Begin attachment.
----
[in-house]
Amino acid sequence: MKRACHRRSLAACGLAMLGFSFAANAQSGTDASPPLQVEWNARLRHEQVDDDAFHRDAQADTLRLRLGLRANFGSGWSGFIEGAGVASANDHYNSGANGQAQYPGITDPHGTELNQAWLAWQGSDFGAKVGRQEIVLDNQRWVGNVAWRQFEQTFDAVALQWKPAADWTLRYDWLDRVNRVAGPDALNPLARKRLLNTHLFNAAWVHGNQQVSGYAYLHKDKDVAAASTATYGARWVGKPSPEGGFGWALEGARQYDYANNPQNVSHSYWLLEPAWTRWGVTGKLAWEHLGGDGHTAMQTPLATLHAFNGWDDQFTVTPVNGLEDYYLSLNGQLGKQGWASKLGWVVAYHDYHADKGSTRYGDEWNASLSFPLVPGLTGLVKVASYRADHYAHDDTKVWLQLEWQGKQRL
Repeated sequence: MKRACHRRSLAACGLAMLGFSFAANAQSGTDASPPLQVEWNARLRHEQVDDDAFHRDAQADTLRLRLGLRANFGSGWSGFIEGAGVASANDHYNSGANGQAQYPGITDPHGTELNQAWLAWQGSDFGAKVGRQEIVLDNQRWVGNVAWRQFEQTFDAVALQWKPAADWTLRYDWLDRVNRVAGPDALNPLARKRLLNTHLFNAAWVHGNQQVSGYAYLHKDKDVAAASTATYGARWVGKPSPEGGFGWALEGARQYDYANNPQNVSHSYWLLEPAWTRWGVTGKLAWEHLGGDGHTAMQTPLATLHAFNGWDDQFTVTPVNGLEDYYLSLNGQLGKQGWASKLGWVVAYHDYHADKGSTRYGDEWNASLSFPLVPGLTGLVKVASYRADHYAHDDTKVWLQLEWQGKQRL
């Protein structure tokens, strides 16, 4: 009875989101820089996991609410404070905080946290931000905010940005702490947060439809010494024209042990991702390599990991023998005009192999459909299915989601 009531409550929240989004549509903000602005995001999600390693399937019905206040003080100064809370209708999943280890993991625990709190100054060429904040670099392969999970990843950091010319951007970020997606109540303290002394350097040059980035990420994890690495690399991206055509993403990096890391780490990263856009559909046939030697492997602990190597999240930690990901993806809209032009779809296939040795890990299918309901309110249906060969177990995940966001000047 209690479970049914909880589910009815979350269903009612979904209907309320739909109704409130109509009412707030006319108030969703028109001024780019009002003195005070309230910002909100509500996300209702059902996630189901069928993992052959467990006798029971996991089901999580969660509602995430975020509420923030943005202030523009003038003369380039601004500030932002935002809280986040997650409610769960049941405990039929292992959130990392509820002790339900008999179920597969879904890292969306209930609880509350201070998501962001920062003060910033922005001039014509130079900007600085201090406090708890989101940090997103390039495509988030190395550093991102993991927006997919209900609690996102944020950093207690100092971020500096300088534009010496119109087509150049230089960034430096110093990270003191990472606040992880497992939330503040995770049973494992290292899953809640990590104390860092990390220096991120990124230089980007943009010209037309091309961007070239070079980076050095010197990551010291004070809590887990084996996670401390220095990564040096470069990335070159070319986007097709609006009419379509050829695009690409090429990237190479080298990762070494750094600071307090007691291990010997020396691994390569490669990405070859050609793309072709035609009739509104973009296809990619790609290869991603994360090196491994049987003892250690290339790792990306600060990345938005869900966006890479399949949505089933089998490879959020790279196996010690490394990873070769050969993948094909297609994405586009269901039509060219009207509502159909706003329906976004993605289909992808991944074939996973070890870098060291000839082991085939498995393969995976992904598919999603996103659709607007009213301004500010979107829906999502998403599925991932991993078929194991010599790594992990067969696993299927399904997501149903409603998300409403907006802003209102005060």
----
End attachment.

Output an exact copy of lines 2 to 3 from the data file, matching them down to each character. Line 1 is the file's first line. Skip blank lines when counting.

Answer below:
Amino acid sequence: MKRACHRRSLAACGLAMLGFSFAANAQSGTDASPPLQVEWNARLRHEQVDDDAFHRDAQADTLRLRLGLRANFGSGWSGFIEGAGVASANDHYNSGANGQAQYPGITDPHGTELNQAWLAWQGSDFGAKVGRQEIVLDNQRWVGNVAWRQFEQTFDAVALQWKPAADWTLRYDWLDRVNRVAGPDALNPLARKRLLNTHLFNAAWVHGNQQVSGYAYLHKDKDVAAASTATYGARWVGKPSPEGGFGWALEGARQYDYANNPQNVSHSYWLLEPAWTRWGVTGKLAWEHLGGDGHTAMQTPLATLHAFNGWDDQFTVTPVNGLEDYYLSLNGQLGKQGWASKLGWVVAYHDYHADKGSTRYGDEWNASLSFPLVPGLTGLVKVASYRADHYAHDDTKVWLQLEWQGKQRL
Repeated sequence: MKRACHRRSLAACGLAMLGFSFAANAQSGTDASPPLQVEWNARLRHEQVDDDAFHRDAQADTLRLRLGLRANFGSGWSGFIEGAGVASANDHYNSGANGQAQYPGITDPHGTELNQAWLAWQGSDFGAKVGRQEIVLDNQRWVGNVAWRQFEQTFDAVALQWKPAADWTLRYDWLDRVNRVAGPDALNPLARKRLLNTHLFNAAWVHGNQQVSGYAYLHKDKDVAAASTATYGARWVGKPSPEGGFGWALEGARQYDYANNPQNVSHSYWLLEPAWTRWGVTGKLAWEHLGGDGHTAMQTPLATLHAFNGWDDQFTVTPVNGLEDYYLSLNGQLGKQGWASKLGWVVAYHDYHADKGSTRYGDEWNASLSFPLVPGLTGLVKVASYRADHYAHDDTKVWLQLEWQGKQRL